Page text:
Guests may access fee-based services or facilities upon request.

Half-star ratings indicate modest improvements in the quality and condition of guest
facilities.

Great Britain[edit]
In Great Britain hotels are rated from one-star to five stars. The RAC pulled out of
accommodation grading in 2008 so the only grading schemes in operation are those operated
by the AA (Automobile Association) and the national tourist boards: Visit England, Visit Wales,
the Scottish Tourist Board and the Northern Ireland Tourist Board. The schemes were all
'harmonised' to ensure consistency between the schemes. This applies to all accommodation
types apart from self-catering that the AA started offering in 2009. The AA criteria are available
on its website.[8][9] In addition to the usual black stars (ranging from one (the lowest) to five (the
highest), the AA awards red stars to the highest-rated, which are deemed 'Inspectors' Choice'.
Each of the national tourist boards have grading explanations on their web sites.
Philippines[edit]
In the Philippines, the Department of Tourism has an accreditation system for hotels, apartment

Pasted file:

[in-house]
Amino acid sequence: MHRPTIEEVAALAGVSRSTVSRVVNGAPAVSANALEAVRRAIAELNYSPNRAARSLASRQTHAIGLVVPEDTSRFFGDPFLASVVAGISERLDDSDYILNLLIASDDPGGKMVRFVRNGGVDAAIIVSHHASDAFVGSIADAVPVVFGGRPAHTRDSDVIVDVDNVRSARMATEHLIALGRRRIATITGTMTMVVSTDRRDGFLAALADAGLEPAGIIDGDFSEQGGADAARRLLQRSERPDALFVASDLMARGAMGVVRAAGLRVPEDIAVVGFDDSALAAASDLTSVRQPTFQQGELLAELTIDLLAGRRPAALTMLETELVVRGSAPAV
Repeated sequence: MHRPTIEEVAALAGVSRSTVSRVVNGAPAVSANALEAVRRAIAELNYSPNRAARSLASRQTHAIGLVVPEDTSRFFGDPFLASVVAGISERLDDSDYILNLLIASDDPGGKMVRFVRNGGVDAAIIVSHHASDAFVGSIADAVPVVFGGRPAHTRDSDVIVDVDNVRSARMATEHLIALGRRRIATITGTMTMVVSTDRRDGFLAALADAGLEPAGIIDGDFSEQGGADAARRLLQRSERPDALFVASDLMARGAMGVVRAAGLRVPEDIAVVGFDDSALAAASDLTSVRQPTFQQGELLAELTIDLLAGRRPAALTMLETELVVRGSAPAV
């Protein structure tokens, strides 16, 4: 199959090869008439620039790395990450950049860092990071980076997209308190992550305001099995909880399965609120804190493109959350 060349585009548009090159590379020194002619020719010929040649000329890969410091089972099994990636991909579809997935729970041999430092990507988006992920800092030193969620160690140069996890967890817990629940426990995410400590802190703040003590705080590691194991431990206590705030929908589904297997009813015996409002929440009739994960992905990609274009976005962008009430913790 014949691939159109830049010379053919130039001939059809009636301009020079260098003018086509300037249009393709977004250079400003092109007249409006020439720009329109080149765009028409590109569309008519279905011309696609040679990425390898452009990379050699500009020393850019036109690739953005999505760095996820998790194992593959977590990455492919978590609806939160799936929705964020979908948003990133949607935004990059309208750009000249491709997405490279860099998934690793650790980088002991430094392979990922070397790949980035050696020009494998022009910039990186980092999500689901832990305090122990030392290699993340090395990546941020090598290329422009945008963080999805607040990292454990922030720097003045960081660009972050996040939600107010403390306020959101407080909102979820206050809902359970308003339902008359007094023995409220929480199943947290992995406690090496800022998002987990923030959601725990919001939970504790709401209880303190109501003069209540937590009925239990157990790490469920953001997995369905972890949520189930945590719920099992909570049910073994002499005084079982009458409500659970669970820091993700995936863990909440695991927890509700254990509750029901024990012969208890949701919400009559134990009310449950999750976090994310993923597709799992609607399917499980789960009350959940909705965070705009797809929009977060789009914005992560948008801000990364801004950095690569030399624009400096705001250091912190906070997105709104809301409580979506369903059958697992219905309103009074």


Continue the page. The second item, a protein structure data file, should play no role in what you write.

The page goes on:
hotels and resorts. The current system which uses a "star system" which rates establishments
from 1 to 5 stars was adopted in 2012.[10] The rating of the aforementioned facilities are
determined through a points system. Hotels, apartment hotels, and resorts are graded according
to their service, facility quality and condition, and business practices. The Department of Tourism
classifies the criteria used into seven dimensions or "business area" namely: Arrival & Departure,
Public Areas, Bedrooms, Food & Beverage, Lounge Area, Kitchen Area, Amenities, and
Business Practices, all common to the three categories except Kitchen and Lounge Area which is
only applicable to apartment hotels. 1,000 points is the maximum number of points an